Standards for pressurized equipment, such as those developed and published by the American Petroleum Institute (API) and the American Society of Mechanical Engineers (ASME), detail guidelines for the fabrication, design, inspection, and testing of new pressure vessels, piping systems, and storage tanks used in the oil and gas chemical process. However, while these codes and recommendations do prepare the equipment for use after manufacturing, they generally do not address deficiencies and acceptable flaws that arise after its long-term service use.
Despite this, standards for the inspection, repair, alteration, and rerating of in-service pressure vessels, piping systems, and storage tanks do allude to the fact that equipment degrades in-service, even if all guidelines and requirements have been fulfilled. Specific standards addressing this are API 510, API 570, API 653, and NB-23. Necessary to supplement these standards is the process of fitness-for-service (FFS), which is defined in API 579-1/ASME FFS-1-2016 – Fitness-For-Service as:
“Quantitative engineering evaluations that are performed to demonstrate the structural integrity of an in-service component that may contain a flaw or damage, or that may be operating under a specific condition that might cause a failure.”
The API 579-1/ASME FFS-1-2016 standard provides the means to carry out fitness-for-service by covering a broad list of assessment methods based on the condition of the equipment tested. In addition, it compiles the responsibilities of every individual involved, including the Owner-User (who has complete responsibility over the FFS), Inspector (who works in conjunction with the Nondestructive Examination (NDE) engineer to assure that requirements for testing and inspection have been met), and Engineer (who may need to provide input from the following disciplines: Materials or Metallurgical Engineering, Mechanical or Structural Engineering, Inspection Engineering, Fracture Mechanics Engineering, Nondestructive Examination (NDE) Engineering, and Process Engineering).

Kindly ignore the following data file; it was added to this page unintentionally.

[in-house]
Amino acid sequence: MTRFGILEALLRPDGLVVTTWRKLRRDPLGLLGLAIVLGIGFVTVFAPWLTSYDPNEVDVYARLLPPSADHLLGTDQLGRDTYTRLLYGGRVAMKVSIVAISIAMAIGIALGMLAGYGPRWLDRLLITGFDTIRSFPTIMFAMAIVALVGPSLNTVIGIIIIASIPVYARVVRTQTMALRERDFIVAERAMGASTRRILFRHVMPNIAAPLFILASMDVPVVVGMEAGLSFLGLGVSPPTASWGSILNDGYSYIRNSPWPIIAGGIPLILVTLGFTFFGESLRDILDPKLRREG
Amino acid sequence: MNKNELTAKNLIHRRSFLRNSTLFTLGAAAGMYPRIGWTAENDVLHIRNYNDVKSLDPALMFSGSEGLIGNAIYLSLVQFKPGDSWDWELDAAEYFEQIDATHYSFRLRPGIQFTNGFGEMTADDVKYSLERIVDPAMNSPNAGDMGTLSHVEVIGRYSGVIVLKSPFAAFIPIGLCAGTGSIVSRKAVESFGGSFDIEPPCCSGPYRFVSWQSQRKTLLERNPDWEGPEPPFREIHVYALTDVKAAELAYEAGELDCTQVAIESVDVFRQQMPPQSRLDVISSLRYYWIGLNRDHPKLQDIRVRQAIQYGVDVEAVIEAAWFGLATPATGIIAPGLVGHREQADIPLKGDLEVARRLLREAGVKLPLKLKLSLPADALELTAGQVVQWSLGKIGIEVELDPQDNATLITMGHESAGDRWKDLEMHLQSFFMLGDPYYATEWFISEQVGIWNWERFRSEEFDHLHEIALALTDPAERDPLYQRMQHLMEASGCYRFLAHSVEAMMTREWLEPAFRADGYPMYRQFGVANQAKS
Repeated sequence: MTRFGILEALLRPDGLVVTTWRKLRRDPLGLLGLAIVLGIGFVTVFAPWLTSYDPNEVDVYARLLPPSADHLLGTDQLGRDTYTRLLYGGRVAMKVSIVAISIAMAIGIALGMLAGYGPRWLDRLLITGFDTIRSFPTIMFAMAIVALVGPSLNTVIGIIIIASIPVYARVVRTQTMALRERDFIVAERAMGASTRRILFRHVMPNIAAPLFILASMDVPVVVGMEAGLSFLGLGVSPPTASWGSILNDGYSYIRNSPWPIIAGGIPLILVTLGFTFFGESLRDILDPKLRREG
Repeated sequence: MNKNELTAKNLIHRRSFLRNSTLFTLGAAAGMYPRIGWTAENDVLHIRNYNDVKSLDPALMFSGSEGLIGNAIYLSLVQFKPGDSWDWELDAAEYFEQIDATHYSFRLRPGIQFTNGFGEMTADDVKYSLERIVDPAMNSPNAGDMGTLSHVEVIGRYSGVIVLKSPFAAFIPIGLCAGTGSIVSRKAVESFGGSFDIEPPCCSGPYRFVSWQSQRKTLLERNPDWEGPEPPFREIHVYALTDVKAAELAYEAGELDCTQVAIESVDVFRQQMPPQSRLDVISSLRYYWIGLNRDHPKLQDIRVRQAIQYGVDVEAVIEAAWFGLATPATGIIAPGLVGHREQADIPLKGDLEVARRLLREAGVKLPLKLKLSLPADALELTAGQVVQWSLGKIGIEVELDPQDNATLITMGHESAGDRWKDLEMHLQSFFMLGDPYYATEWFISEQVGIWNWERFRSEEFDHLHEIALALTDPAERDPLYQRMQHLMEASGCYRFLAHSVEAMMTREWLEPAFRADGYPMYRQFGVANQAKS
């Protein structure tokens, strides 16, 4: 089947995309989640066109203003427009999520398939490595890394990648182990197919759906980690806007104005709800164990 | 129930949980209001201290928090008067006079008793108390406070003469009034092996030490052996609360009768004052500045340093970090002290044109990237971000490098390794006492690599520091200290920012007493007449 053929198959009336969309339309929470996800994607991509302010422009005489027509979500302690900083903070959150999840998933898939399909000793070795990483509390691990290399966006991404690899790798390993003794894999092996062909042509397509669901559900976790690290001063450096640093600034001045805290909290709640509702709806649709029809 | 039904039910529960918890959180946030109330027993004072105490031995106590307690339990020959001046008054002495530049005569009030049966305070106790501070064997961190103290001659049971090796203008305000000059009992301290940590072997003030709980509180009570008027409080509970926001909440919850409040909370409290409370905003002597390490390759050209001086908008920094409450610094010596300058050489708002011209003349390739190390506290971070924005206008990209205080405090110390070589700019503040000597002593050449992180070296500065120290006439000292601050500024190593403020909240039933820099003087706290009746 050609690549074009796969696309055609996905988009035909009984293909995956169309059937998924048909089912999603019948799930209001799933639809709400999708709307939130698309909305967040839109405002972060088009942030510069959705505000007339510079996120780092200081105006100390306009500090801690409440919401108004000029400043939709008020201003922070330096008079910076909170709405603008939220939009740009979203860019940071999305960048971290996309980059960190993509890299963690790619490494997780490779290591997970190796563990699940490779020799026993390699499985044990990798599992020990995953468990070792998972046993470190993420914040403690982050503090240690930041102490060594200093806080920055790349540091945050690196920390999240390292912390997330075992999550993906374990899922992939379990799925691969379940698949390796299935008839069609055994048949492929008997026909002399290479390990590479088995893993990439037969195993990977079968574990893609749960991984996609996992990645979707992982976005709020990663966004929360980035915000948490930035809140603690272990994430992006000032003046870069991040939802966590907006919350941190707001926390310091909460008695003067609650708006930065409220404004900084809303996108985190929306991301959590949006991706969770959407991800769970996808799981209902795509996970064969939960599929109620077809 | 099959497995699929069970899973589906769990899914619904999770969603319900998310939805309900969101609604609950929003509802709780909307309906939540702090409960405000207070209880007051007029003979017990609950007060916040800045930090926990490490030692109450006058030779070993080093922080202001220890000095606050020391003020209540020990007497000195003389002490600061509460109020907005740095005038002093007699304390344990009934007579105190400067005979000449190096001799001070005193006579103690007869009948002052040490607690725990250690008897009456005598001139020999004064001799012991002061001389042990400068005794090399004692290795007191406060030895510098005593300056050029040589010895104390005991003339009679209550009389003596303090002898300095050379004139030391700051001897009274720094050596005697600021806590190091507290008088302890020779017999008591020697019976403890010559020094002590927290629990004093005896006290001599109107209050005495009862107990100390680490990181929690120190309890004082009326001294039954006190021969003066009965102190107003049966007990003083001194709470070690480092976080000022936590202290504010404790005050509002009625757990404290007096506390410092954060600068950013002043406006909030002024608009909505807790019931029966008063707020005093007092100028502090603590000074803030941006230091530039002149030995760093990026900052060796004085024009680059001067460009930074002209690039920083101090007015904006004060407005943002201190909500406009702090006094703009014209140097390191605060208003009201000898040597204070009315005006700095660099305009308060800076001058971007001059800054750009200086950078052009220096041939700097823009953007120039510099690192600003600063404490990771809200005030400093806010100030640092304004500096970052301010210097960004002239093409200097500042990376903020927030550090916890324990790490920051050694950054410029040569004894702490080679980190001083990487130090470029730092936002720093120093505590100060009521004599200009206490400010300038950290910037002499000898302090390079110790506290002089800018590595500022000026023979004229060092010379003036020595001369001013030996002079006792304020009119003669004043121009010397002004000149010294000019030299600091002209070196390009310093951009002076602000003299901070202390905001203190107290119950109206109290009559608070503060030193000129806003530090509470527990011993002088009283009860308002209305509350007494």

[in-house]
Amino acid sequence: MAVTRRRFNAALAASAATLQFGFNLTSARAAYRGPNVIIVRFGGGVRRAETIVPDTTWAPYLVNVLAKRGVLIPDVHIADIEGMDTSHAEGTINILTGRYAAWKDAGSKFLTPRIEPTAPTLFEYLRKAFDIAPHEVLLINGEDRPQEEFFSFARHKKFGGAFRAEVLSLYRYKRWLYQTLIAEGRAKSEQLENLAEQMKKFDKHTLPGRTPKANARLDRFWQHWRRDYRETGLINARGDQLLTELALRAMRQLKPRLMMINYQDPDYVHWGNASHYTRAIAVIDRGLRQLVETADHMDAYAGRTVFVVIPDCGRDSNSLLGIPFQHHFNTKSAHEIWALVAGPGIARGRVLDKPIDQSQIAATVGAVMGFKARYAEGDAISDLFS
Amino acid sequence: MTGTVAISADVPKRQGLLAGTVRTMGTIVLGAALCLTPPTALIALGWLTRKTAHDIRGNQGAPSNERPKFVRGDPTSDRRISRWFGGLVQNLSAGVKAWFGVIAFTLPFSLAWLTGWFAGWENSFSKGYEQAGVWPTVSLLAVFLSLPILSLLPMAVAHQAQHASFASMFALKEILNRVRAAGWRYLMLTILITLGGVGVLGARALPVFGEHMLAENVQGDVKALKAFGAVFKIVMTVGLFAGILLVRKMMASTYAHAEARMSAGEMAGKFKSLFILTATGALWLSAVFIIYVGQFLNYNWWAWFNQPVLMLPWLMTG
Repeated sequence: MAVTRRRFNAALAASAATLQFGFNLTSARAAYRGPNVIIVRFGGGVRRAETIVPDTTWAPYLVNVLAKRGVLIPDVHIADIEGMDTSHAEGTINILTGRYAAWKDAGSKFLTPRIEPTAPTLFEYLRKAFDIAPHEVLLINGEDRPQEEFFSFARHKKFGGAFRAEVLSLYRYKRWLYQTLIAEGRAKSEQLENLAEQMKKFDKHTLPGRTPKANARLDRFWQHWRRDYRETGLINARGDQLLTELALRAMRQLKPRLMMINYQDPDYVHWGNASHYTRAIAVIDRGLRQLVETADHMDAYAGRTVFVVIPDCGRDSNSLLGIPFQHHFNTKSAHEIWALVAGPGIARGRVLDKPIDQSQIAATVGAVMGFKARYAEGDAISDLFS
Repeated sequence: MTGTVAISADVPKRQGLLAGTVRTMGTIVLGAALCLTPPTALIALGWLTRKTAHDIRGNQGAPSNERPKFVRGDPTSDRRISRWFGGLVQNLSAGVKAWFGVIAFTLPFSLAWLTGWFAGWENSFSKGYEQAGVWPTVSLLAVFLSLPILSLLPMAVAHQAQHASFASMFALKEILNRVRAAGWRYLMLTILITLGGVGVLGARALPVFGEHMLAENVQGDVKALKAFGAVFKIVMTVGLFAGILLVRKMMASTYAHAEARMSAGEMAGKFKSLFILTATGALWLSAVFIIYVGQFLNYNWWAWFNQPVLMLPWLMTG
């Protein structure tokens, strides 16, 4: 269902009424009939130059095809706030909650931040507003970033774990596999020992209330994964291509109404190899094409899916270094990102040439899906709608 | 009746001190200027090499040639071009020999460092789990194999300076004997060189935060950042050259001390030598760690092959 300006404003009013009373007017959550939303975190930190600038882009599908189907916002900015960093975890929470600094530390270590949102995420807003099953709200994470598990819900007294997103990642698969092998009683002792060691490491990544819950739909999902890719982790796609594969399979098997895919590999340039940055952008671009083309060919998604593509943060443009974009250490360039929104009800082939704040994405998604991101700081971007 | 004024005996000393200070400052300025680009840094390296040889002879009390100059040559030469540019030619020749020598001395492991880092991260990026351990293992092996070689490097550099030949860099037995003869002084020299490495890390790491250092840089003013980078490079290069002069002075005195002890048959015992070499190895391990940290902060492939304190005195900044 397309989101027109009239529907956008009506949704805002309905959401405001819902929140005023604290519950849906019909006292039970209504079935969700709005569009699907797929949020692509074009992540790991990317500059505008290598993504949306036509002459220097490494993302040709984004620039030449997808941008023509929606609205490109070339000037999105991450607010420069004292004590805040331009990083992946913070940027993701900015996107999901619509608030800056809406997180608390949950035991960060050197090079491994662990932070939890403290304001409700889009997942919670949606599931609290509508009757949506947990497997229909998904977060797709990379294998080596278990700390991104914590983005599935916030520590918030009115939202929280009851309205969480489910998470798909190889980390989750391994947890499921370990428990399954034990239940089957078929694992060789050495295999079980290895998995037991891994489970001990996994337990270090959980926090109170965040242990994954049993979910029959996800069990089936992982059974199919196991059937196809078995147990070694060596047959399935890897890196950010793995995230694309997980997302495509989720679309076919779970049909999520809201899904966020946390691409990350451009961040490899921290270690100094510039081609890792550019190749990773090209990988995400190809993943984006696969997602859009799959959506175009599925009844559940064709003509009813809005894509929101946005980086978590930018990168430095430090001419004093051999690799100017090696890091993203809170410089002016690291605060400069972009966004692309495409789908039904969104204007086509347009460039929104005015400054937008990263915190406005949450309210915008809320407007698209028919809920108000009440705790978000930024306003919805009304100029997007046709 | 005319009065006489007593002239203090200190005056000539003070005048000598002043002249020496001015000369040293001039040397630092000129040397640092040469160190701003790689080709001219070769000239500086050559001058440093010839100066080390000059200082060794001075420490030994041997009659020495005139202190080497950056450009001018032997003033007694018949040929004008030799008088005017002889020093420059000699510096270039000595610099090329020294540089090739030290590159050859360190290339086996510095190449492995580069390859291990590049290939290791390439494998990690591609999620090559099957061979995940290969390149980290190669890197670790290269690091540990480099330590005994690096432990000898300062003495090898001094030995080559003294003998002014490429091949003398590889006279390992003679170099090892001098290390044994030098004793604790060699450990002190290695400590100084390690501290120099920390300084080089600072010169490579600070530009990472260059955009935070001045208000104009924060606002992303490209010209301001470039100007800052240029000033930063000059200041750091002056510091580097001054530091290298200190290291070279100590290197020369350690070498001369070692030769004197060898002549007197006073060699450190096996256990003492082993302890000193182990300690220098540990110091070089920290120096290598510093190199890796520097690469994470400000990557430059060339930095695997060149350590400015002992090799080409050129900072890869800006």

Ultimately, the FFS assessment procedures in API 579-1/ASME FFS-1-2016 include a comprehensive approach to thoroughly assessing the state of the damage to the equipment and its projected remaining life. This sophisticated assessment of metallurgical conditions and analyses of local stresses and strains gives a precise indication of the equipment’s fitness-for-service.
Please note that this standard, which first appeared as an API publication, is the second edition of the jointly-published document, and different updates have been made to this latest revision to keep it current. Changes to the 2016 publication of API 579-1/ASME FFS-1 include the following modifications and technical improvements:
- Reorganized the standard to facilitate use and updates.
- Expanded equipment design code coverage.
- Added Annex for establishing an allowable Remaining Strength Factor (RSF).
- Simplified Level 1 criterion for the circumferential extent of a Local Thin Area (LTA) through the modification of the Type A Component definition and subdivision of Type B Components into Class 1 or Class 2.
- Updated crack-like flaw interaction rules.
- Re-wrote weld residual stress solution Annex for use in the assessment of crack-like flaws.
- Updated guidance on material toughness predictions for use in the assessment of crack-like flaws.
- Updated evaluation procedures for the assessment of creep damage.
- Added Annex covering metallurgical investigation and evaluation of mechanical properties in a fire damage assessment.
- Developed new Part 14 covering the assessment of fatigue damage.
API 579-1/ASME FFS-1-2016 – Fitness-For-Service is now available on the ANSI Webstore.